Herbal Creams

Calendula Cream

Posted on 14th October, 2011

Related brands: Herbal Creams

What is calendula?

Calendula officinalis or the “marigold” as it is more commonly known has been used as a topical application for a number of ailments. The tincture that is derived from the flowers appears to have an anti-inflammatory effect that has been demonstrated by Fonza et al (2009) to be from triterpene esters. The authors report that the anti-inflammatory triterpene esters contribute to the proliferation and migration of fibroblasts. These are prerequisites for wound granulation and re-epitheliasation. The authors also conclude that there are other compounds that contribute to the wound healing properties of the calendula flowers that still require further investigation.

For the complete article:

Fronzaa, M. et al 2009, “Determination of the wound healing effect of Calendula extracts using the scratch assay with 3T3 fibroblasts”, Journal of Ethnopharmacology vol 126 pp463–467.

Why is it great for use while having radiation therapy?

The Martin & Pleasance Calendula Cream is an excellent product because the calendula tincture is contained within an aqueous cream base. So not only do we have the benefit of the moisturising effect of the aqueous cream, but also the anti-inflammatory and wound healing properties of the calendula. This calendula cream is free from metals and perfumes which also makes it a great choice for use with radiation therapy. Another advantage of the Martin and Pleasance cream is that it does not contain parabens. Parabens are a group of preservatives that are said to be linked with breast cancer. While there is no confirmed scientific link between parabens and breast cancer, it is important as professionals to be sensitive of the patient’s desires to choose products that do not contain ingredients that have the possibility of being linked with cancer.

What results have we seen so far in practice?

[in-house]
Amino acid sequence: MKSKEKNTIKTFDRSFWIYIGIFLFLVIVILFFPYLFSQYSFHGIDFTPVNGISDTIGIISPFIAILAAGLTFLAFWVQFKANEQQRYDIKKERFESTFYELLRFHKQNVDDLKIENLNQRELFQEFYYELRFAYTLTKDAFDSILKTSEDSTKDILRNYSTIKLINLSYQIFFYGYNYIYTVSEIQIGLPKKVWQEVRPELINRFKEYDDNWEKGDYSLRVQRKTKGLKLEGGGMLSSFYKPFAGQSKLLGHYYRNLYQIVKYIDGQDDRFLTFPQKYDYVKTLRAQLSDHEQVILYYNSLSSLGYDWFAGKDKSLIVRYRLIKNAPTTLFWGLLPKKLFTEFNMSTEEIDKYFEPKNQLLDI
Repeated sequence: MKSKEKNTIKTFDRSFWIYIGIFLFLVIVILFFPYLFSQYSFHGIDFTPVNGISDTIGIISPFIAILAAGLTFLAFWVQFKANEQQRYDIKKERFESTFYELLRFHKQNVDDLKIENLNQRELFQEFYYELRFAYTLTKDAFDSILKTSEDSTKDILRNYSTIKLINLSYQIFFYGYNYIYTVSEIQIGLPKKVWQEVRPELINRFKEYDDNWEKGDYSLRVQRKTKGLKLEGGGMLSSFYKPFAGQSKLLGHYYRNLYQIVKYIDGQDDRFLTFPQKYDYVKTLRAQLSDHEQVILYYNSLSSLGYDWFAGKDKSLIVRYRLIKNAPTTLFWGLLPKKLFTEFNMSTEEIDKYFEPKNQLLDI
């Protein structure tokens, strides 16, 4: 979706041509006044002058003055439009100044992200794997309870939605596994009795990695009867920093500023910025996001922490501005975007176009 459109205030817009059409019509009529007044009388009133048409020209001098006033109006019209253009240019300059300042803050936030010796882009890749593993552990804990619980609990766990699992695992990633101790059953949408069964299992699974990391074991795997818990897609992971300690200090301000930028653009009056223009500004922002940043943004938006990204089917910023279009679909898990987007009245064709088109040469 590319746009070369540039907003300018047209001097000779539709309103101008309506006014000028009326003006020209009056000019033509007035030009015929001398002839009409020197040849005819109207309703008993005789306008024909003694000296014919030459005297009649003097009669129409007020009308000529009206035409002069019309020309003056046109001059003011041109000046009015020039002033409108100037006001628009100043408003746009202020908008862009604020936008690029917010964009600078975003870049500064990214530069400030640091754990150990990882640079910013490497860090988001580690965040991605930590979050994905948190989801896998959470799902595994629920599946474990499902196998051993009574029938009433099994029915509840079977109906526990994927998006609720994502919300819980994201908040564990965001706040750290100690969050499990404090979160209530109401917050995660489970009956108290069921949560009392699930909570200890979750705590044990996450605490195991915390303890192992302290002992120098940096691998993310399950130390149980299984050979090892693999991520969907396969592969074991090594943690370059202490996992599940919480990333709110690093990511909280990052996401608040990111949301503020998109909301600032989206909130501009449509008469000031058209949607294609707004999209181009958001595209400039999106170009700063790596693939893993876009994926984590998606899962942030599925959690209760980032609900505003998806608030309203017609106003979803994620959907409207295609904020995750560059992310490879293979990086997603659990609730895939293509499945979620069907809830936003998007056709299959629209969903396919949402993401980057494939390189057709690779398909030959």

While Martin and Pleasance Calendula Cream may have a bit of a funny smell, there have definitely been some great results for those patients who are using the cream. An excellent article to review is one by Pommier et al (2004). This article summarises the comparison between Calendula and Trolamine. The conclusion for this article is that “Calendula is highly effective for the prevention of acute dermatitis of grade 2 or higher and should be proposed for patients undergoing postoperative irradiation for breast cancer”.

Pommier P et al 2004, ‘Phase III Randomized Trial of Calendula Officinalis Compared With Trolamine for the Prevention of Acute Dermatitis During Irradiation for Breast Cancer’, Journal of Clinical Oncology, vol 22(8) pp1447-53.

Advantages over aqueous cream?

You get the best of both with this product – moisturising and easily absorbed aqueous cream and also the anti-inflammatory and wound healing properties of the calendula.

What’s so good about Martin and Pleasance Calendula?

This product comes in 3 different sizes, 20g, 75g and 100g. The 75g comes in a squeeze tube, whereas the other sizes come in glass tubs. The 75g tube is a great product for this kind of application because there is less contamination of the product between applications – no double dipping!